It’s no secret that home prices nationwide are soaring, and Utah is right there among the top states for the residential cost inflation, according to data released by CoreLogic, a global property information, analytics and data-enabled solutions provider based in Irvine, California. The information is contained in the CoreLogic Home Price Index.

Through May, Utah’s year-over year increase in the cost of purchased homes sat at 20.4 percent. Only Arizona at an astounding 30.3 percent and Idaho at 23.4 percent had higher increases than Utah. Analysts at CoreLogic said Utah homebuyers sought out more affordable locations with lower population density and attractive outdoor amenities.

Converging pressures of severe inventory shortages and sustained demand pushed home prices to record highs in May, CoreLogic said, with the year-over-year increase in home prices at its highest level since 2005. While many millennials and Gen Z home buyers continue to move into the hot market thanks to low borrowing rates, high prices are likely deterring increasing numbers of prospective buyers — especially first-time and low-income families. Currently, 82 percent of consumers note housing affordability as a key problem, according to a recent CoreLogic survey. Additionally, 33 percent of respondents said they would wait to buy or not buy at all rather than make sacrifices on their purchase.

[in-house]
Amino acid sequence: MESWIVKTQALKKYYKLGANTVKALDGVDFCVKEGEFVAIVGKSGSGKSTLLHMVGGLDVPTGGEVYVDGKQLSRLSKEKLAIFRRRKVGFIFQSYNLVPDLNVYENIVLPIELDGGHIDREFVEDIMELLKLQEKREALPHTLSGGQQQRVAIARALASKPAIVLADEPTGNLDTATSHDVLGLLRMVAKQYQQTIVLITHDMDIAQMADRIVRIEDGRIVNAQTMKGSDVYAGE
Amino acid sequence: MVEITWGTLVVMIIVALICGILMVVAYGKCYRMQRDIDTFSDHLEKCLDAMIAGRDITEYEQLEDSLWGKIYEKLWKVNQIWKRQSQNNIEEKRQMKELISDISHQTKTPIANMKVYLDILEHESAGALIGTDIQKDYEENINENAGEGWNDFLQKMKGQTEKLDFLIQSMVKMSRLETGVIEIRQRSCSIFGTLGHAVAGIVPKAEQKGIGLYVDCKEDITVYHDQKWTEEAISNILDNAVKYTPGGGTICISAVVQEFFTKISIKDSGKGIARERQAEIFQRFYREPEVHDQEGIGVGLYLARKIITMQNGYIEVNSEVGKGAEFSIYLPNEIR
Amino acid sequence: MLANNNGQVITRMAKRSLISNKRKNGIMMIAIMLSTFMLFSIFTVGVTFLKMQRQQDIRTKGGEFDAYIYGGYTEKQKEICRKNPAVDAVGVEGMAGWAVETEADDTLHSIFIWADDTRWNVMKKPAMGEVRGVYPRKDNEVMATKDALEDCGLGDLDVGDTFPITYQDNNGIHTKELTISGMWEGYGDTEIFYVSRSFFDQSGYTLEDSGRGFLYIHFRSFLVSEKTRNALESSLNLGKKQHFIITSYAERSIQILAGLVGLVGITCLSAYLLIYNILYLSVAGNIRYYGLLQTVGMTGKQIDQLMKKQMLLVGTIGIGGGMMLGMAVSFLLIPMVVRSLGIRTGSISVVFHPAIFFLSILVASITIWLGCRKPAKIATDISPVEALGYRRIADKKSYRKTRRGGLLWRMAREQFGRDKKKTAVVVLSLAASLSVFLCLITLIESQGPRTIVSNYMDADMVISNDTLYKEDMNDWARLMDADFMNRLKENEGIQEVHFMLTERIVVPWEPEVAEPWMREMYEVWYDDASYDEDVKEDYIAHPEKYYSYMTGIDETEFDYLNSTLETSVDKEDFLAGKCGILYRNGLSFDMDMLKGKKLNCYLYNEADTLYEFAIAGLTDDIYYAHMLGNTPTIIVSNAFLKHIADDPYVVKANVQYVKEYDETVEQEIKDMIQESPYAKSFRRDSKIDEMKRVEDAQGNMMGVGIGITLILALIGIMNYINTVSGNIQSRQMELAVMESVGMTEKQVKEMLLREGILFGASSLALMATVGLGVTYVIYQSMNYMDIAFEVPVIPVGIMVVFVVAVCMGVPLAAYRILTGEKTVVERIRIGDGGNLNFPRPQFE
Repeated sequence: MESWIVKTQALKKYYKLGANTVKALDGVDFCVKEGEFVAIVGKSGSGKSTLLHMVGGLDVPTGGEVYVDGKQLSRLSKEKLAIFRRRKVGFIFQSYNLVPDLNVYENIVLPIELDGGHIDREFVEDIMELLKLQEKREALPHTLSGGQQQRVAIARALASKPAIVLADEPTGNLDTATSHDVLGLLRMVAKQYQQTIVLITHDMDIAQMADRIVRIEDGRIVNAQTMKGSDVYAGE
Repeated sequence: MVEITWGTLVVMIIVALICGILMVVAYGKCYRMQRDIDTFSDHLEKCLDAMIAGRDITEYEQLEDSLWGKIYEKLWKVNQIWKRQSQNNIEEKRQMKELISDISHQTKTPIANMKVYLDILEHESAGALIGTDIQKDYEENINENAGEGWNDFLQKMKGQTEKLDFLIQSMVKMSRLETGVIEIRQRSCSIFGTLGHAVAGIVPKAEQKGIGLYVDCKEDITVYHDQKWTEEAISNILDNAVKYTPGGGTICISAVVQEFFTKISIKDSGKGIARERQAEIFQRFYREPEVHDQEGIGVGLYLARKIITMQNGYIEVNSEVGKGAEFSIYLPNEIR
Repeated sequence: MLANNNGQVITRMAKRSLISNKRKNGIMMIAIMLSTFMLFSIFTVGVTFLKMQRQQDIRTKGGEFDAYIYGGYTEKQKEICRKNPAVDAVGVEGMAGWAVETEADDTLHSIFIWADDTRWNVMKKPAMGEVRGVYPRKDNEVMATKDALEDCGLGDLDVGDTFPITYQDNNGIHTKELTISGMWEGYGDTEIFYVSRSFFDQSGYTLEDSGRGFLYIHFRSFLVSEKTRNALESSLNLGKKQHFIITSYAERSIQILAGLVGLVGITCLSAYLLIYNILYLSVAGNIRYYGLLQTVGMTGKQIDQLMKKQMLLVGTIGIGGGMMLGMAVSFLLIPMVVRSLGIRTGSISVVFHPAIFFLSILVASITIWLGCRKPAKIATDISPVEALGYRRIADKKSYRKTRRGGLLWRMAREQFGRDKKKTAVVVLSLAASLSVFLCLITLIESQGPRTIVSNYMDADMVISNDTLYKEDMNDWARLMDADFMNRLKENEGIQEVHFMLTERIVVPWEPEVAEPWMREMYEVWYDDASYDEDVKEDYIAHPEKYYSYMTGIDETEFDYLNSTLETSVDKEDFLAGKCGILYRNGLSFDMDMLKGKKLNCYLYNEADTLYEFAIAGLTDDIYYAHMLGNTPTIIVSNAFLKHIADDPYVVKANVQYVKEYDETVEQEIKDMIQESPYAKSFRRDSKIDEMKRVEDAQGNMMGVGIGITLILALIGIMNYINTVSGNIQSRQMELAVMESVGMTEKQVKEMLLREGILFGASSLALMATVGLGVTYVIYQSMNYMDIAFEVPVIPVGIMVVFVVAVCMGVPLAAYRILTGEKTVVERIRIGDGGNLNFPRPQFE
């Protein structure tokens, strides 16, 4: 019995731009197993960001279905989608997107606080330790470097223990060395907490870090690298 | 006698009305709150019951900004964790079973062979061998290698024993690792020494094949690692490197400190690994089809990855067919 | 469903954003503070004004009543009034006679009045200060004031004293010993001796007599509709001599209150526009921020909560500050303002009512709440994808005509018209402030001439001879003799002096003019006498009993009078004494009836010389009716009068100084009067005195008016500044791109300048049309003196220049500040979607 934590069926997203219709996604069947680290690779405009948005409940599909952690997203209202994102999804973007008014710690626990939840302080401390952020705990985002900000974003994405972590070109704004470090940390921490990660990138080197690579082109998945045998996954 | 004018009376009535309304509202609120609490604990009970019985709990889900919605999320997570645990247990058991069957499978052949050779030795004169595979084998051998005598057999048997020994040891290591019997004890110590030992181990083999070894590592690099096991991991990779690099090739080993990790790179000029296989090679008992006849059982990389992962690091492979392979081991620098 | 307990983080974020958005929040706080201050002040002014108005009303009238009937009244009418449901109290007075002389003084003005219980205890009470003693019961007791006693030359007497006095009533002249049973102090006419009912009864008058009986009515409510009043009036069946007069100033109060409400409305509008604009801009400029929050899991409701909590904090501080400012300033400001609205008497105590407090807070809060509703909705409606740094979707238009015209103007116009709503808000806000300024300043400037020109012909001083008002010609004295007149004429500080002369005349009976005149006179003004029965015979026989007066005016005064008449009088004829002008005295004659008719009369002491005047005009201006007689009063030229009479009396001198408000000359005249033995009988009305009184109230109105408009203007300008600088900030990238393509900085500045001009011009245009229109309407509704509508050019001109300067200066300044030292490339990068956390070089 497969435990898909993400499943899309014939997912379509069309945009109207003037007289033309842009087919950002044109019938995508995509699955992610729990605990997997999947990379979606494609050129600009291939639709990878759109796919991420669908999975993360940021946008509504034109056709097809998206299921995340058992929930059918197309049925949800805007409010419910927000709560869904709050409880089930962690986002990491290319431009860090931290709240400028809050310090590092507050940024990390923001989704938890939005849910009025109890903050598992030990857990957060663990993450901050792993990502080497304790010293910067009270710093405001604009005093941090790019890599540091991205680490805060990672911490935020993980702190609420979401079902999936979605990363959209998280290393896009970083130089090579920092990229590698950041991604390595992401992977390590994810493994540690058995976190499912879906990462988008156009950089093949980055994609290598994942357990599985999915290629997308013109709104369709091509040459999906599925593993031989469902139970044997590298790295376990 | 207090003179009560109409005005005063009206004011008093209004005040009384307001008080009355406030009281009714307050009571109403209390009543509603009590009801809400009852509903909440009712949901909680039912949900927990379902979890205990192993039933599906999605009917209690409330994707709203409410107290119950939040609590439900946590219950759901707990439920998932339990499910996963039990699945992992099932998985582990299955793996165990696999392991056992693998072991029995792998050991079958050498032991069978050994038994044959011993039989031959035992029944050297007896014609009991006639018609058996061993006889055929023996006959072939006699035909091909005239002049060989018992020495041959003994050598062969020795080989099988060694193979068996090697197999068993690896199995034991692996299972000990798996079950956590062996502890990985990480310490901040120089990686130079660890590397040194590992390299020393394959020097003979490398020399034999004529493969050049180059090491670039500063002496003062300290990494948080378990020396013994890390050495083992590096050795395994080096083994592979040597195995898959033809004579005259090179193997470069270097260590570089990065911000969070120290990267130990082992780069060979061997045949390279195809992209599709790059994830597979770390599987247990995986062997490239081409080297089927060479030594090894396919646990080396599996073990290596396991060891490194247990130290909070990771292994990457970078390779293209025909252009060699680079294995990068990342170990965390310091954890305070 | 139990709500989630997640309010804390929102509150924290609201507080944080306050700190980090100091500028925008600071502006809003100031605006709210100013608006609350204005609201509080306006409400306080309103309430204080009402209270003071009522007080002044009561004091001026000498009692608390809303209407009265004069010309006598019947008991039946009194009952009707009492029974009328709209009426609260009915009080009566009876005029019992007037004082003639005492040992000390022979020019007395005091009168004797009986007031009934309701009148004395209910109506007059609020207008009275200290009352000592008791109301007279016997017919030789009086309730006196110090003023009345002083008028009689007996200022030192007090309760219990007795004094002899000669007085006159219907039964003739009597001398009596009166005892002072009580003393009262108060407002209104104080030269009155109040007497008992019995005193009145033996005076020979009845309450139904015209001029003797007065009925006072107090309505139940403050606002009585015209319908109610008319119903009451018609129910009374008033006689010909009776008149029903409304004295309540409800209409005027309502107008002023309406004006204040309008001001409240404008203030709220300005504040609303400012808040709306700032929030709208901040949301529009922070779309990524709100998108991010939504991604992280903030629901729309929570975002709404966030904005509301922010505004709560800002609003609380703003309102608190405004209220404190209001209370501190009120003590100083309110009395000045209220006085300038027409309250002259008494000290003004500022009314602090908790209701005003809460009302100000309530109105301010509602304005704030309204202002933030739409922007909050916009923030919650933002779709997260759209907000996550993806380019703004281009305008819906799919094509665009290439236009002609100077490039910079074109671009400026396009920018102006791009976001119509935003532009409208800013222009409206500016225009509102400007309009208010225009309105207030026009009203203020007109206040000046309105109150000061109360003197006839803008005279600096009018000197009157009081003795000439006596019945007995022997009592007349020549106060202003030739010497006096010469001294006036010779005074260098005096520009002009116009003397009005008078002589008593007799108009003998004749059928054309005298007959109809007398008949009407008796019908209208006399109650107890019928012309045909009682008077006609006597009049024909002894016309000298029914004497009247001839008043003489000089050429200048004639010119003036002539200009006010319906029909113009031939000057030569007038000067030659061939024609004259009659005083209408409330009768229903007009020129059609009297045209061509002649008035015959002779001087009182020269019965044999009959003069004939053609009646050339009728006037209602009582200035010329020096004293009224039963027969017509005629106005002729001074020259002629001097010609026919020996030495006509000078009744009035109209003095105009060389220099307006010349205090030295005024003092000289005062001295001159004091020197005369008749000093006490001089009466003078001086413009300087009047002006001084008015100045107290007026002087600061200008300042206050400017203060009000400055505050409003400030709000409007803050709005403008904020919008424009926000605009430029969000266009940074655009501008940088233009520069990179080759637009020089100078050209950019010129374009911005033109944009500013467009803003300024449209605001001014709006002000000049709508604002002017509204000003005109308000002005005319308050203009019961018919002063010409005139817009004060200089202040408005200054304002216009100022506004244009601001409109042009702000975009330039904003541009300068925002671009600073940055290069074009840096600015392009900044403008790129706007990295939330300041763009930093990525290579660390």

“First-time buyers are hitting a wall in many places around the country as the pace of home price rises outpace the benefits of lower borrowing costs,” said Frank Martell, president and CEO of CoreLogic. “Younger and first-time buyers, including younger millennials, are faced with the challenge of having sufficient savings for a down payment, closing costs and cash reserves. As we look to the balance of 2021, we expect price rises to continue, which could very well push prospective buyers out of the market in many areas and slow home price growth over the next year.”

Nationally, home prices increased 15.4 percent in May, compared with May 2020. On a month-over-month basis, home prices increased by 2.3 percent compared to April. Appreciation of detached properties (17.2 percent) was nearly double that of attached properties (9.1 percent) in May as prospective buyers continue to seek out more space.

The fastest home price increases were found in the West, with Twin Falls, Idaho, experiencing the highest year-over-year increase in the nation at 35 percent.

According to the CoreLogic Home Price Forecast, prices are projected to increase 3.4 percent by May 2022, as affordability challenges deter potential buyers and cause a slowdown in home price growth.

“There are marked differences in today’s run-up in prices compared to 2005, which was a bubble fueled by risky loans and lenient underwriting,” said Frank Nothaft, chief economist at CoreLogic. “Today, loans with high-risk features are absent and mortgage underwriting is prudent. However, demand and supply imbalances — fueled by a drop in mortgage rates to less than one-half what they were in 2005 and a scarcity of for-sale homes — has fed the latest run-up in sales prices.”

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